On Sunday, the dead rise in Tacoma and the Tacoma Art Museum is celebrating with their free Dia de los Muertos Community Festival on November 4 from 10 a.m. to 4 p.m.
This is the eighth year the TAM has celebrated the traditional Mexican holiday, which has grown to be its largest annual community event with over 3,700 attendees according to a press release. The plan is to have art, musicians, food, and performances from the community.
Artist Fulgencio Lazo, who hails from both Oaxaca and Seattle, worked with the community to create a tapete (sand painting) in the museum lobby. The painting features floral accents to coincide with the upcoming “Andy Warhol: Flowers for Tacoma” exhibit. Visitors will also get a chance to decorate sugar skulls and terracotta pots.
Altars have been created for the event by various community organizations, including representatives from UWT. Some of the altars are artful celebrations, while others feature thoughtful remembrances of loved ones who have passed on. All are lavishly decorated by local artists.
The altar created by UWT was created with the help of Global Studies student Heidi Vladyka, Spanish instructor Augie Machine, and Spanish, Portuguese, and Latin American studies professor Dr. Cynthia Duncan who has held Dia de los Muertos festivities on campus before. This year they decided to devote their altar to Mexican author Carlos Fuentes who passed away May 15. Vladyka had studied abroad in Mexico and saw altars there which helped inspire the artistic vision of the altar which portrays Fuentes’ passage into the land of the dead while other authors wish him well. Aspects of the altar include an arch of marigolds, which are important to the tradition of the Day of the Dead. Vladyka said she enjoyed working on something amongst such a large gathering of local Tacoma Hispanic culture: “I’d like to see more people [from UWT] work on it next year.”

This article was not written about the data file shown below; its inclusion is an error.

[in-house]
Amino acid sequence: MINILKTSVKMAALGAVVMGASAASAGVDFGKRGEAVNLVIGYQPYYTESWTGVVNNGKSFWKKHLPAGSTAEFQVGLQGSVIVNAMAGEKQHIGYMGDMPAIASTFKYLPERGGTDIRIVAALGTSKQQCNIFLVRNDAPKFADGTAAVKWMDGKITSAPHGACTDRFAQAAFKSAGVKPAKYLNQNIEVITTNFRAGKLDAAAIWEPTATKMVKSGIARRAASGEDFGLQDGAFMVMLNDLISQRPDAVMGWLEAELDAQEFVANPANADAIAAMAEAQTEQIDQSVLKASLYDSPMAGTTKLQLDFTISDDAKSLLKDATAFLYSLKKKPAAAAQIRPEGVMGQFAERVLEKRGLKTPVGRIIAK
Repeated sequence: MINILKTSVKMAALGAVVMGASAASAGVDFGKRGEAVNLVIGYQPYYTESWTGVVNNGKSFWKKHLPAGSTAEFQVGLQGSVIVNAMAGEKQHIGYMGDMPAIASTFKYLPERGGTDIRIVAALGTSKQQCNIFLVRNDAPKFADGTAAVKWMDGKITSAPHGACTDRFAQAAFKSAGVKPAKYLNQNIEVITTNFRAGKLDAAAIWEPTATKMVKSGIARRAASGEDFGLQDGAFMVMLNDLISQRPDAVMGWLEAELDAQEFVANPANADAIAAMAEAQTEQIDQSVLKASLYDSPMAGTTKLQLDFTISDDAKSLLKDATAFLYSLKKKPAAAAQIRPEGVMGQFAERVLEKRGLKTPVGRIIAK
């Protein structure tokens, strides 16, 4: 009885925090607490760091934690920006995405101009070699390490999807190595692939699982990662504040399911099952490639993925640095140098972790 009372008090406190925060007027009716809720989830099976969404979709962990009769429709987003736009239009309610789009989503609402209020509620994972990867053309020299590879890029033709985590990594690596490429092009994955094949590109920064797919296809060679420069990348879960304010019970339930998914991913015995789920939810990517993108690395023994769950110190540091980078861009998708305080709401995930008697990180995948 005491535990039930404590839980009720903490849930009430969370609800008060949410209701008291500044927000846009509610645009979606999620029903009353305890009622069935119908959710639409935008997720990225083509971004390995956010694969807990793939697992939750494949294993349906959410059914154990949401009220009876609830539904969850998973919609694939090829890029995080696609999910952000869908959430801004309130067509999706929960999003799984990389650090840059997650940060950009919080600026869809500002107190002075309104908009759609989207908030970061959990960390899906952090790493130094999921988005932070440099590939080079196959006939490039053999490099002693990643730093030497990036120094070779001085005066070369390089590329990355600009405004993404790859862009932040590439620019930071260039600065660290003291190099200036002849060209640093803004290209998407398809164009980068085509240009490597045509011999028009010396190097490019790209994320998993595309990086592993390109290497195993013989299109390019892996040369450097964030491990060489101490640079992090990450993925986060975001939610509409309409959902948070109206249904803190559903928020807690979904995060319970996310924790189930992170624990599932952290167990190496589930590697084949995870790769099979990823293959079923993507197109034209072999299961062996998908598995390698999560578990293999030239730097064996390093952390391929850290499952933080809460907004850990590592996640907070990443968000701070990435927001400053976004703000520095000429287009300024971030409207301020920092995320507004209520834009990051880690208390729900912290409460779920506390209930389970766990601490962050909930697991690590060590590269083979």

Centro Latino and Proyecto MoLÉ are the big community partner organizations teaming up with TAM to put on the event. Music will be provided by Mariachi Ayutla and a dance performance by Grupo Quetzalcoatl de Olympia.
Photos by Andy Cox.